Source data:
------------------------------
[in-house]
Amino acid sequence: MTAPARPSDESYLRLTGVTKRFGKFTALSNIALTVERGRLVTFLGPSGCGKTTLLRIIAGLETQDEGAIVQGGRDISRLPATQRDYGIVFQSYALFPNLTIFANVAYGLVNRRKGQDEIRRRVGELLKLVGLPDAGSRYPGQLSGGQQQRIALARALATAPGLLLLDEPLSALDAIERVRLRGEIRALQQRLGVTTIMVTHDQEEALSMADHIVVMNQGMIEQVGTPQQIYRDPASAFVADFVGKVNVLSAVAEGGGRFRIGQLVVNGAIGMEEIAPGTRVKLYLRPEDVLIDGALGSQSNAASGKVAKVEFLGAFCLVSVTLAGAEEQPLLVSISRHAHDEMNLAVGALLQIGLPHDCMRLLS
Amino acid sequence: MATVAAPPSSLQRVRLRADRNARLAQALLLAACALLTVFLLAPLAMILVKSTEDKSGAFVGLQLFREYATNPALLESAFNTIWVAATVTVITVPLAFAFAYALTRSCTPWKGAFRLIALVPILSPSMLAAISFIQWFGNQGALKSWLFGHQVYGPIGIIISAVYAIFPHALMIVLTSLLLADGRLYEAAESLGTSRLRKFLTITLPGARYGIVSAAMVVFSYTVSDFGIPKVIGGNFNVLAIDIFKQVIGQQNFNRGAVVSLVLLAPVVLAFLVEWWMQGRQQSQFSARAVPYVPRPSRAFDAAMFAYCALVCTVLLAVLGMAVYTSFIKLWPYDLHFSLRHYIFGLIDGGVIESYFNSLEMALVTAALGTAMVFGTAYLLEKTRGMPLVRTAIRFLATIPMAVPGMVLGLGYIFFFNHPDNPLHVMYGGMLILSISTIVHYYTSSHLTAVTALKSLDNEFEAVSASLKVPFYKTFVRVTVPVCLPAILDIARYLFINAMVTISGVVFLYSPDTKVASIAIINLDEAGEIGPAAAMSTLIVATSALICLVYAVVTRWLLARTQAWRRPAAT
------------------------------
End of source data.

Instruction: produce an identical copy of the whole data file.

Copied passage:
[in-house]
Amino acid sequence: MTAPARPSDESYLRLTGVTKRFGKFTALSNIALTVERGRLVTFLGPSGCGKTTLLRIIAGLETQDEGAIVQGGRDISRLPATQRDYGIVFQSYALFPNLTIFANVAYGLVNRRKGQDEIRRRVGELLKLVGLPDAGSRYPGQLSGGQQQRIALARALATAPGLLLLDEPLSALDAIERVRLRGEIRALQQRLGVTTIMVTHDQEEALSMADHIVVMNQGMIEQVGTPQQIYRDPASAFVADFVGKVNVLSAVAEGGGRFRIGQLVVNGAIGMEEIAPGTRVKLYLRPEDVLIDGALGSQSNAASGKVAKVEFLGAFCLVSVTLAGAEEQPLLVSISRHAHDEMNLAVGALLQIGLPHDCMRLLS
Amino acid sequence: MATVAAPPSSLQRVRLRADRNARLAQALLLAACALLTVFLLAPLAMILVKSTEDKSGAFVGLQLFREYATNPALLESAFNTIWVAATVTVITVPLAFAFAYALTRSCTPWKGAFRLIALVPILSPSMLAAISFIQWFGNQGALKSWLFGHQVYGPIGIIISAVYAIFPHALMIVLTSLLLADGRLYEAAESLGTSRLRKFLTITLPGARYGIVSAAMVVFSYTVSDFGIPKVIGGNFNVLAIDIFKQVIGQQNFNRGAVVSLVLLAPVVLAFLVEWWMQGRQQSQFSARAVPYVPRPSRAFDAAMFAYCALVCTVLLAVLGMAVYTSFIKLWPYDLHFSLRHYIFGLIDGGVIESYFNSLEMALVTAALGTAMVFGTAYLLEKTRGMPLVRTAIRFLATIPMAVPGMVLGLGYIFFFNHPDNPLHVMYGGMLILSISTIVHYYTSSHLTAVTALKSLDNEFEAVSASLKVPFYKTFVRVTVPVCLPAILDIARYLFINAMVTISGVVFLYSPDTKVASIAIINLDEAGEIGPAAAMSTLIVATSALICLVYAVVTRWLLARTQAWRRPAAT